Gottfried Helnwein Retrospective
25 May to 13 October 2013
It was a surprise – but a very welcome and satisfying one – to find that Pina Bausch was one of the women among Helnwein’s 48 Portraits.
She belongs in the company of Billie Holiday and Hannah Arendt, two of the other subjects there.
We begin, though, with the figure of the child, usually bandaged and so injured in some way, in distress. A typical such work:
Her plight (it is a girl, invariably) suggests a situation of unspecified physical or perhaps sexual abuse. Or an institution that allows or metes out such treatment.
What that institution might be is alluded to in some of the later works, which also challenge the viewer in various ways. Two in particular spring to mind. One is a watercolour, Life Unworthy of Life, which was originally published in 1979 in response to a statement by the distinguished psychiatrist Dr Heinrich Gross. His statement was a kind of apologia for the Nazi policy of euthanasia. This work (see also this article) should be compared with the following Nativity scene:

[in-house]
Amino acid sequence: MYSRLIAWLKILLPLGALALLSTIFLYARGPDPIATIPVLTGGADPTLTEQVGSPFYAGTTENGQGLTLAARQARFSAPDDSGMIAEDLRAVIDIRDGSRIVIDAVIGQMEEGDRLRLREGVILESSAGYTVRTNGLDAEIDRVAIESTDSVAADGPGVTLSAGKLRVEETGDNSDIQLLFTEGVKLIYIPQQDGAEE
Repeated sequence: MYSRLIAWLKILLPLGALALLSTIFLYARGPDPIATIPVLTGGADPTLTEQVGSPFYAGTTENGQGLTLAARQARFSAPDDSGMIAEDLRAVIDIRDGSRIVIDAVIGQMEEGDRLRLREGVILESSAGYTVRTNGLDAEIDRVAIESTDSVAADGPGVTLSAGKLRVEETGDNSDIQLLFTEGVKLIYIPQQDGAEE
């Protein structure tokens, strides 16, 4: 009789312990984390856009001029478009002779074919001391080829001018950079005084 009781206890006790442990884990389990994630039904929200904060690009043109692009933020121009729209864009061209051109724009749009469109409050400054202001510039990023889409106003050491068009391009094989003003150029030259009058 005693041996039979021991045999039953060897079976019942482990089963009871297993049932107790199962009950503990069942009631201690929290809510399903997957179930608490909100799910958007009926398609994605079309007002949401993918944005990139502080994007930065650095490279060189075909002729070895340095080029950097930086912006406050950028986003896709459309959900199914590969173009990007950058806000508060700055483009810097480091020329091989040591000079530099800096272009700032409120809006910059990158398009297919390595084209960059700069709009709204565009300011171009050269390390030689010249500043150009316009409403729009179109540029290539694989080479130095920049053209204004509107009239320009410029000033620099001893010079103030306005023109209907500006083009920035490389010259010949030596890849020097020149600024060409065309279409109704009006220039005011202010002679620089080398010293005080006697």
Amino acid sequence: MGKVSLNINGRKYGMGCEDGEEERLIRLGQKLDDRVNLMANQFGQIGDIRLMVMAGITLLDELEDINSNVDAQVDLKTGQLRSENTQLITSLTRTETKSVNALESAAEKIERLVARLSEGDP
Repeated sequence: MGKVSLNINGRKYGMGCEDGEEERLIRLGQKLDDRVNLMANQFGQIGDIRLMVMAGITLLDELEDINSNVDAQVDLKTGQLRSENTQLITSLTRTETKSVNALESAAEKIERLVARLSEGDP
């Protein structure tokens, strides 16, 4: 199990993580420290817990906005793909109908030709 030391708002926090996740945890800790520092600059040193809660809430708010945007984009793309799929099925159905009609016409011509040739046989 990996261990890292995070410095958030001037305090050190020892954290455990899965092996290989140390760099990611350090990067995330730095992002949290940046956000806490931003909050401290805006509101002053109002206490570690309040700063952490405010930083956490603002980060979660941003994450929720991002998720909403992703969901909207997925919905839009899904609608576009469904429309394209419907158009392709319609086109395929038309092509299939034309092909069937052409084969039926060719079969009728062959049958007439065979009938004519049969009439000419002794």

A curious mash-up: SS officers stand around a woman, perhaps the Virgin Mary, perhaps a maiden of pure Teutonic stock. The confluence of Christian iconography and Nazi ideology (the Immaculate Conception / eugenics) is uncomfortably apt, to say the least.
Are you looking for some light relief here? Will a film noir cityscape featuring a sinister Donald Duck fit the bill?
Well, maybe not, though it is a reminder that Helnwein curated an exhibition of Disney cartoonist Carl Barks’ work in 1994.
To be just to Helnwein, there are certain works that don’t disturb one unduly: the 48 Portraits are inspiring, Helnwein’s designs for the stage (mainly opera) and his theatre posters are bold and inventive if sometimes controversial, the portraits of writers (Bukowski), artists (Warhol) and rock stars (Jagger) are fairly straightforward, even innocuous. But that cannot be said of the two series of paintings entitled respectively The Disasters of War and Murmur of the Innocents. There the figure of the child recurs, but now she is entangled in the catastrophes of our time.
This is an important retrospective of an engaged artist who has always been up for a challenge. Not for the faint of heart or the easily shocked, that would be my rider. It is at he Albertina until 13 October, further details can be found here.